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Nvidia’s GF100 Gets Scaled Back

GeForce GTX 480 And 470: From Fermi And GF100 To Actual Cards!
By , Fedy Abi-Chahla and Florian Charpentier

We presented the GF100 GPU, based on Nvidia’s Fermi architecture, back in January. At the time, we forecasted the potential for a 2x performance boost transitioning from GT200-based cards like the GeForce GTX 285 to a GF100-based flagship. Of course, that was also based on the assumption we’d be seeing graphics cards equipped with the complete GF100. As it turns out, that isn’t the case.

This is what GF100 would look like with all 16 SMs enabledThis is what GF100 would look like with all 16 SMs enabled

In its full form, the three billion transistor GF100 features 512 CUDA cores (derived from four Graphics Processing Clusters [GPCs], each with four Streaming Multiprocessors [SMs], and each of those sporting 32 CUDA cores). But the GeForce GTX 480 employs 480 CUDA cores, while the GTX 470 is armed with 448—32-core drops in each case. Nvidia achieves this by disabling one of the GTX 480’s SMs and two of the GTX 470’s.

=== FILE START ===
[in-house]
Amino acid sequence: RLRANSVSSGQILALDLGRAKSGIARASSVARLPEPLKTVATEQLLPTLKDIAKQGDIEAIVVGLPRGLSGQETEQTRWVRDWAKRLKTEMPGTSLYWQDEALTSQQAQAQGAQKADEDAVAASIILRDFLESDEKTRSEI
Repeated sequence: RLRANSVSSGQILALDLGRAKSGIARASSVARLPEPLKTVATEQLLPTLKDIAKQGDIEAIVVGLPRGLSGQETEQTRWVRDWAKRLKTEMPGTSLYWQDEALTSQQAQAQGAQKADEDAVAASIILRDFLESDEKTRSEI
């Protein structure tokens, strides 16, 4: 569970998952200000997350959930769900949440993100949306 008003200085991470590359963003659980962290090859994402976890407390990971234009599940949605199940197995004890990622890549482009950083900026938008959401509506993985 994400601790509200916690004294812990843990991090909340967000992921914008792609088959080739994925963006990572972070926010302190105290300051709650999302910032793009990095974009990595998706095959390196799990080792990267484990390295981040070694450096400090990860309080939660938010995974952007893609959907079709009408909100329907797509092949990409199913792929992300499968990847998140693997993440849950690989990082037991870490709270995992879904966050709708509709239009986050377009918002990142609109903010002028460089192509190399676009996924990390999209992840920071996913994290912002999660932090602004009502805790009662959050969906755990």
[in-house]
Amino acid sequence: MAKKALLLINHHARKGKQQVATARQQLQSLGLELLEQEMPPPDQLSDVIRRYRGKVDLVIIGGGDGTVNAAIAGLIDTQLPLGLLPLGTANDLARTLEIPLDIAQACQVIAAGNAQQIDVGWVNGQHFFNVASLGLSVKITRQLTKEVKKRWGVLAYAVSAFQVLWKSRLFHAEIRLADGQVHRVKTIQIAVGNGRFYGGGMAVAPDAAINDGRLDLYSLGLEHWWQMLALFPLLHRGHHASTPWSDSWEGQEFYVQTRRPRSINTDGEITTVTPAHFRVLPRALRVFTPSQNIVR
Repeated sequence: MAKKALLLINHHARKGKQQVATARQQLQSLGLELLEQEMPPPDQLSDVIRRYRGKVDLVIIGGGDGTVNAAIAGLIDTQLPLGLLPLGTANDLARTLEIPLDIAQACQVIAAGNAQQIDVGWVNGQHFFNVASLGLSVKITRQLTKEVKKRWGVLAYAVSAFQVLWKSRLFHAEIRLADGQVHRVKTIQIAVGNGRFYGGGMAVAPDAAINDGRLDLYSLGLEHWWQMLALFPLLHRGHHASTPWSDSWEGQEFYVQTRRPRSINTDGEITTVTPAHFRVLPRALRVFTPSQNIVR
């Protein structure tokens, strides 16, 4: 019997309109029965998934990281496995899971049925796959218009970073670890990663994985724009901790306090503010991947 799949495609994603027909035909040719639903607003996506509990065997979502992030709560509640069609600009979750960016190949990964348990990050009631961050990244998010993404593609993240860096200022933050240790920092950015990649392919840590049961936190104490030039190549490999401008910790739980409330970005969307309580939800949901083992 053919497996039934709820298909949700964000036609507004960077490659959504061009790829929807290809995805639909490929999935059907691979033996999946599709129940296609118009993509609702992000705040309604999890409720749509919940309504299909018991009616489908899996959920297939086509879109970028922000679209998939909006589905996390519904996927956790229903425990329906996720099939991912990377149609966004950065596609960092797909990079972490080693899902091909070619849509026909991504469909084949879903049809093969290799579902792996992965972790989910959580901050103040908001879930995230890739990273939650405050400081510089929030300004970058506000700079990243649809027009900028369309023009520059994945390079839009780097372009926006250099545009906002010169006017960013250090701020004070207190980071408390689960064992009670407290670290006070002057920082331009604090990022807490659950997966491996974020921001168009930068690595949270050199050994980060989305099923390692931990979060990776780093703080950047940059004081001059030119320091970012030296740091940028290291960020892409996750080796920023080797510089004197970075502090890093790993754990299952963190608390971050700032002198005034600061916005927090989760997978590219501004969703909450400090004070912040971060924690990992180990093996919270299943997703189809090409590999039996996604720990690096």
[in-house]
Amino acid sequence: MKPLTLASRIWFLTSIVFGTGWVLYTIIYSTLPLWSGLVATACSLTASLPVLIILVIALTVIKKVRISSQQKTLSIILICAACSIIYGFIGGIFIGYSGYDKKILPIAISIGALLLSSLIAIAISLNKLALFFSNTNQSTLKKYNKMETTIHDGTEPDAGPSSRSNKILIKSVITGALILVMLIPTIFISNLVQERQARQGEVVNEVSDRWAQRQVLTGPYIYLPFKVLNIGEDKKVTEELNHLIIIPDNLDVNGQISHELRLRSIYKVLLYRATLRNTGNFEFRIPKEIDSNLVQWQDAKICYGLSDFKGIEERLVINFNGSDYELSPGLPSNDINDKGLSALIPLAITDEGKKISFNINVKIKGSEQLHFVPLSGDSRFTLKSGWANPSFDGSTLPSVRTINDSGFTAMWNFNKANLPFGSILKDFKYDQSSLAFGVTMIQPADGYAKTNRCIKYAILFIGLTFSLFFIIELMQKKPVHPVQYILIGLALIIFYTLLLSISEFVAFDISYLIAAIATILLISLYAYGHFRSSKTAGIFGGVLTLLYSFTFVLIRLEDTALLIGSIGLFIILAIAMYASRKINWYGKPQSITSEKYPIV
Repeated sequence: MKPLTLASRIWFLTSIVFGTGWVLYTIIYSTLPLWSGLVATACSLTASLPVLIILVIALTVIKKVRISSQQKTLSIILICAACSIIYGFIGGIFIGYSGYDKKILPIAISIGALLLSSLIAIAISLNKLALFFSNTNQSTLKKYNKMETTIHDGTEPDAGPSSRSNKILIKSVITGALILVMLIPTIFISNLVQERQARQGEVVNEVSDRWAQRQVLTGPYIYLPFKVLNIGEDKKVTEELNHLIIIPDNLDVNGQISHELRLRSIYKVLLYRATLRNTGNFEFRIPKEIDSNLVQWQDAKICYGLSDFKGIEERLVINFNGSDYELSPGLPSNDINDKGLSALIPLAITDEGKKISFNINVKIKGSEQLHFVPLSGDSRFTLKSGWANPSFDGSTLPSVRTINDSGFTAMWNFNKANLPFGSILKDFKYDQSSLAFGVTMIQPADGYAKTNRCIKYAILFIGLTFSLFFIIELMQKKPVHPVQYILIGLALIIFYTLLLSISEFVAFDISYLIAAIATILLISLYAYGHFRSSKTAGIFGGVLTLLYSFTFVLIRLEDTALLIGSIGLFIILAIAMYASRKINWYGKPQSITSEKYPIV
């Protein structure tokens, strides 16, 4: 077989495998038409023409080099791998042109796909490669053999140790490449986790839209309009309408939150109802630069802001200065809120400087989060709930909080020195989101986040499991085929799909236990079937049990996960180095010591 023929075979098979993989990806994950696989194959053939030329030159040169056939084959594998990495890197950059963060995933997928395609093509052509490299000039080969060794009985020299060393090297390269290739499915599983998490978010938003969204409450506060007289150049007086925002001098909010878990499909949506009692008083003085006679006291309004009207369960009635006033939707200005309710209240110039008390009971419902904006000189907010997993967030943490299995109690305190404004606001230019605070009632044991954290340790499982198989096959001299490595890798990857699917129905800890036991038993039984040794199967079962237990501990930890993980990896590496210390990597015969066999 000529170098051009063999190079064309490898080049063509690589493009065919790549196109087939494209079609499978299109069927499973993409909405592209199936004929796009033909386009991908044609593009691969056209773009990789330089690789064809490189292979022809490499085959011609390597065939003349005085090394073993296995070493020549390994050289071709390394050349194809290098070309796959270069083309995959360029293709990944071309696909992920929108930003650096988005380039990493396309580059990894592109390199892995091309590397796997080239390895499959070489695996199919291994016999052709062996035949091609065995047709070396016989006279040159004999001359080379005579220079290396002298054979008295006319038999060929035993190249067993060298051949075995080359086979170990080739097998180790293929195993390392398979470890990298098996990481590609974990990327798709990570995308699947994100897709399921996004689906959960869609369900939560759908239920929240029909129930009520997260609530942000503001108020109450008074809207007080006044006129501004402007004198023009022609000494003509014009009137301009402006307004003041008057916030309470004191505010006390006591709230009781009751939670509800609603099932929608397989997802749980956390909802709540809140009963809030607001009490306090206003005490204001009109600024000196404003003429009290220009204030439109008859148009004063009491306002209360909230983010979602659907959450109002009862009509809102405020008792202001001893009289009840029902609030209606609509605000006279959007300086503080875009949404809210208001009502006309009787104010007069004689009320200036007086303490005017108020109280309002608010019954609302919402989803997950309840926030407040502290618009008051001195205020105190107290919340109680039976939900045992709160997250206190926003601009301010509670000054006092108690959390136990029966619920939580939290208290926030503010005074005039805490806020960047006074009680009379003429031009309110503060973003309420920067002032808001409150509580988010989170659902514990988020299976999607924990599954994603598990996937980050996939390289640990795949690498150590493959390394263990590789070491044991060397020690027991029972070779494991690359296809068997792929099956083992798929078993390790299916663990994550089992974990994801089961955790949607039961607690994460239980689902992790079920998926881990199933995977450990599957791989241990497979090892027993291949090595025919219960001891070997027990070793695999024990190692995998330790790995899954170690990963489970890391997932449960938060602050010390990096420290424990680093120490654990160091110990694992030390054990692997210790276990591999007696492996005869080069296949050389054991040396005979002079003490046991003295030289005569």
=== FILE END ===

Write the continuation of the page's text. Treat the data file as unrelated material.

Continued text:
Close-up on one of GF100's SMsClose-up on one of GF100's SMs

Because each SM also contains its own texture units and PolyMorph engine (the fixed-function logic responsible for the architecture’s exceptional geometry performance), both new cards sacrifice performance in those two areas, as well. The GeForce GTX 480 retains 60 texture units (down from 64) and 15 PolyMorph engines, while the GeForce GTX 470 offers 56 texture units and 14 PolyMorph engines.

GeForce GTX 480: down one SMGeForce GTX 480: down one SM

GF100’s back-end is of course independent of the GPCs, so even with its scaled-back GeForce GTX 480 configuration, Nvidia is able to maintain all six ROP partitions. Each partition is capable of outputting eight 32-bit integer pixels at a time, totaling 48 pixels per clock. The GeForce GTX 470 isn’t as lucky; it loses one of the ROP partitions (dropping total pixels per clock to 40).

A complete GF100, with all of its ROP partitions intact, sports a 384-bit GDDR5 memory interface (one 64-bit interface per partition). The GeForce GTX 480 comes to the table with this exact configuration, serving up 256MB per interface for a total of 1.5GB of GDDR5 memory (that’s 177 GB/s, when you take the 924 MHz clock rate into account). Naturally, the GeForce GTX 470 gives some of that up. Its 320-bit interface plays host to 1.25GB of GDDR5 at a lower 837 MHz clock rate, which adds up to nearly 134 GB/s.

GeForce GTX 470: Down two SMsGeForce GTX 470: Down two SMs

So there you have it. We’re looking at the same graphics processor presented back in January. As a result of yield issues, however, Nvidia’s new flagship and second-in-command are forced to employ a scaled-back version of the chip. While we’re certainly not expecting to multiply the performance of GeForce GTX 285 anymore, these should still compete aggressively with AMD’s Radeon HD 5870 and 5850 cards. Speaking of cards…

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  • 45 Hide